1. The link to the previous article about lost wallet has the final L missing (tries to link to url.htm instead of url.html)

    2. When my wallet was stolen last year, my debit card and all my credit cards were all used (at 24-hr stores: regular stores were closed) except the one credit card that had my picture on the front. That one was not used.

  4. KP says:

    It’s important to note where you say “In our current age of electronic commerce, it’s very easy to “lose” your credit card without actually losing the card.” I’ve never physically lost my credit card, however some clever thief took the information and used it to make over $3,500 in charges.

    Thoroughly reviewing your credit card statement helps you catch any erroneous charges earlier, no matter what the amount.

  5. billsnider says:

    I would also add one more “to do”.

    File a police report.

    Bill Snider

  6. Another thing: read the statements. It’s amazing how many people don’t. Don’t just see your monthly balance, think “that looks about right”, then send a check.

    Months after returning to the U.S. from South Africa, I found that someone there was using my card. They didn’t use it for huge purchases, and maybe that was the idea. My bank reimbursed me, but I had to bring it to their attention first.

    It kills me how old people will say they don’t feel comfortable entering a credit card number online. But no, let’s shop in a regular retail store and give the minimum-wage clerk an imprint of my card and a copy of my signature.

    • Shirley says:

      I use a Discover Card that has Secure Online Account Numbers. When you need to fill out a purchase form online, SOAN pops up and offers to fill it out with a one-time secure number. That number is not good for any other purpose and is attached to your regular account number. It is also documented on your statement for that purchase.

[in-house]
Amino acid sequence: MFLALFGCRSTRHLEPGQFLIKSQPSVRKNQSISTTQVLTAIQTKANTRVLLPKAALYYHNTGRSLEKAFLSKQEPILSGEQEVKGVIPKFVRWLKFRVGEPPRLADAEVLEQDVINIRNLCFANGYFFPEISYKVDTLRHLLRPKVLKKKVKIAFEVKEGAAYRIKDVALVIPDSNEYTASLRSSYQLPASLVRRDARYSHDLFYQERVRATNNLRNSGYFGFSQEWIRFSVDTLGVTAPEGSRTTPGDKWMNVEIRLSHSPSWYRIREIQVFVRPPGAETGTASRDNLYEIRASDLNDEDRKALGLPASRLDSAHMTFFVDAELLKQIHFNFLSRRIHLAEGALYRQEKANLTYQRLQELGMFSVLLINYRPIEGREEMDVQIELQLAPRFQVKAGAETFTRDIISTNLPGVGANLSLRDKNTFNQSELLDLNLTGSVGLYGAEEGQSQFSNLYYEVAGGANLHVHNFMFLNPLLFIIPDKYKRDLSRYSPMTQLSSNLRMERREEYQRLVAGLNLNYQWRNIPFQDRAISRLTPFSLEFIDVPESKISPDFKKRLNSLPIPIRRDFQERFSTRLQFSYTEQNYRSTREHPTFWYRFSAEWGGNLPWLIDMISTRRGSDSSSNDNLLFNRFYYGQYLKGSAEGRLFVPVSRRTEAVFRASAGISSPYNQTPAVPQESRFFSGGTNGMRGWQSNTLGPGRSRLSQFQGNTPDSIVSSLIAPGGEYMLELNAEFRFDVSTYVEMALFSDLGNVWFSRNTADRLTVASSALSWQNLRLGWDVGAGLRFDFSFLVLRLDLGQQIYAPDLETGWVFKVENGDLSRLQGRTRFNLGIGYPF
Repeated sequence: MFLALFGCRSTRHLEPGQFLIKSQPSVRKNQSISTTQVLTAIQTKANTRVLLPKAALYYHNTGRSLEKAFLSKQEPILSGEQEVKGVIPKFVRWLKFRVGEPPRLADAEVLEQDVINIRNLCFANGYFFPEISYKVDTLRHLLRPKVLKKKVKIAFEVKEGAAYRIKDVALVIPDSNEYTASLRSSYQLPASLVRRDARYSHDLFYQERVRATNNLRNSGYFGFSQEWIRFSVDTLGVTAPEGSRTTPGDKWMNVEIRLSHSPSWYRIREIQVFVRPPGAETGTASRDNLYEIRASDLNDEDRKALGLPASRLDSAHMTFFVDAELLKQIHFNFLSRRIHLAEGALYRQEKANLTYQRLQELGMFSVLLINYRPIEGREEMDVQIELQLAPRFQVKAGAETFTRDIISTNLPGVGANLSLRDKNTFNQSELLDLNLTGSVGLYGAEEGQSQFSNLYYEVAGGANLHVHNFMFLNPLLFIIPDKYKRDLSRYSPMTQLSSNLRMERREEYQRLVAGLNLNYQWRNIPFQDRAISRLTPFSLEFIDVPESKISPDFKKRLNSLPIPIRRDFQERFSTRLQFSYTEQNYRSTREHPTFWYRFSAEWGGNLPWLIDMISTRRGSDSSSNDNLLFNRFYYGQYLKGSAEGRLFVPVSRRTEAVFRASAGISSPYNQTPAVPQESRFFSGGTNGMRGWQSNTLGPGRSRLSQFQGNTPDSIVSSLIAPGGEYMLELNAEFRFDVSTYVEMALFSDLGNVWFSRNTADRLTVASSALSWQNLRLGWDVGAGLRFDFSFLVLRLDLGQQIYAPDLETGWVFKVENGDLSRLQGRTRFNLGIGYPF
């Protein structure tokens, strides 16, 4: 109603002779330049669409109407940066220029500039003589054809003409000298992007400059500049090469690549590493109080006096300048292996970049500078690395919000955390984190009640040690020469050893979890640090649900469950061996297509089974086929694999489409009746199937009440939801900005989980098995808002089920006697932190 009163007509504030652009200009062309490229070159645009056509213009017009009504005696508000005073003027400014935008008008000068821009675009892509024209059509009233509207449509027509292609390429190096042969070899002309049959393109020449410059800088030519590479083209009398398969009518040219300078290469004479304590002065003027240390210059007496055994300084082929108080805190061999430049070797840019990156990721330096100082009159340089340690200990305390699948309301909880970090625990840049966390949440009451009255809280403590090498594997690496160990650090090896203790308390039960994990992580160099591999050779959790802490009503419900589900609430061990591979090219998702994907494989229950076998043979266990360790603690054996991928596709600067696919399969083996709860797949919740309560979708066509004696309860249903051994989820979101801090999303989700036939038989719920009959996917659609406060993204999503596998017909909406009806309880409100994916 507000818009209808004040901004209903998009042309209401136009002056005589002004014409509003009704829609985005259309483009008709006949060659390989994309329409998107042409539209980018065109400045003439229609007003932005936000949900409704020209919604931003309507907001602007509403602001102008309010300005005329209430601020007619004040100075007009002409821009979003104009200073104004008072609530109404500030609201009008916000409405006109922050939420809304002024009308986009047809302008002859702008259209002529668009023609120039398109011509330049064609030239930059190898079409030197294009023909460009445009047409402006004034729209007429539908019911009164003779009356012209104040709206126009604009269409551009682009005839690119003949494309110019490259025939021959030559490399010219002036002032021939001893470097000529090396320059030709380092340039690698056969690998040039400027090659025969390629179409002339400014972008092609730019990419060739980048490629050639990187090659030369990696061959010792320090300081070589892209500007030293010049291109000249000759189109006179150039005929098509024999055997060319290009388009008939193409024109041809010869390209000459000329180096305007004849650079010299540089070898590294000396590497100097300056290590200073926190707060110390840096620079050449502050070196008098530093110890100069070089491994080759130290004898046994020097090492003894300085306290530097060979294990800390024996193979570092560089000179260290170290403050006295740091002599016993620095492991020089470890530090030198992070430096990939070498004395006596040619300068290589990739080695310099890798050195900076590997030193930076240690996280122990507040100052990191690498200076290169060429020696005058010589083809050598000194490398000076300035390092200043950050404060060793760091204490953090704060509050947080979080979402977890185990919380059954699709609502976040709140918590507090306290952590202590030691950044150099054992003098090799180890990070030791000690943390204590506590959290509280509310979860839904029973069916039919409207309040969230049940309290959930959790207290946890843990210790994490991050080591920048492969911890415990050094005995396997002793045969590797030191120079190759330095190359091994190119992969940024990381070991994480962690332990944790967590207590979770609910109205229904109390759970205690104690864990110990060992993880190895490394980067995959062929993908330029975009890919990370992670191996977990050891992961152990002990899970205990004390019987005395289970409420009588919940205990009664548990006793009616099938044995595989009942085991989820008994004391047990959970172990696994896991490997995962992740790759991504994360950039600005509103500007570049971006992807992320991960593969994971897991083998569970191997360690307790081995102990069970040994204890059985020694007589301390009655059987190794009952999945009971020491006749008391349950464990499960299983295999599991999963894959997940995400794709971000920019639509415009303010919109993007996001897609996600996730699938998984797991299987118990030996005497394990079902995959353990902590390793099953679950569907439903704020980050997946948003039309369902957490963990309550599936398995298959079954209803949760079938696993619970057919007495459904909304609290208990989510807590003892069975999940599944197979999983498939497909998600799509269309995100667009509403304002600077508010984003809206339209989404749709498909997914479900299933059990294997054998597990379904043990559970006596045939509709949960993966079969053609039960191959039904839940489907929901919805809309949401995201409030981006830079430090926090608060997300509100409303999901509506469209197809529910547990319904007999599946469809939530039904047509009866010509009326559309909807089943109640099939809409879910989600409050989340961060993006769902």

I believe that Bank of America has a similar program.

      • cubiclegeoff says:

        Other cards have similar options. My Schwab card allows for temporary numbers and you provide the amount you plan on putting on it.

  7. One of the best companies that seems proactive in identifying possible fraud is American Express. I travel outside the US on occassion and they have notified me of several suspect charges.

    Timing is key. Rather than wait on your statements, sign up for online access. Monitor your card activity at least once per week.

  8. It’s absolutely vital to check your statement for fraudulent charges. As the Wired article points out, thieves won’t necessarily max your card out since that will get them caught. A series of smaller charges that may go unnoticed is more likely.

  9. scdavid says:

    Excellent advice about pulling one card out of you wallet for day to day. I’m doing that right now.

  10. Great advice. It’s key to actually check your statements on a routine basis. I had a taxi company charge me $12 in June and then $30 in July and then tried even more in August. I had to call visa to raise a complaint. Luckily Visa refunded my money.

  11. Kathy says:

    A good way to be able to tell the company about the theft is to write down all of the numbers on your credit cards, and put them in a place that you can lock.

    If you have lost the card, at least you have the information for the police and the company.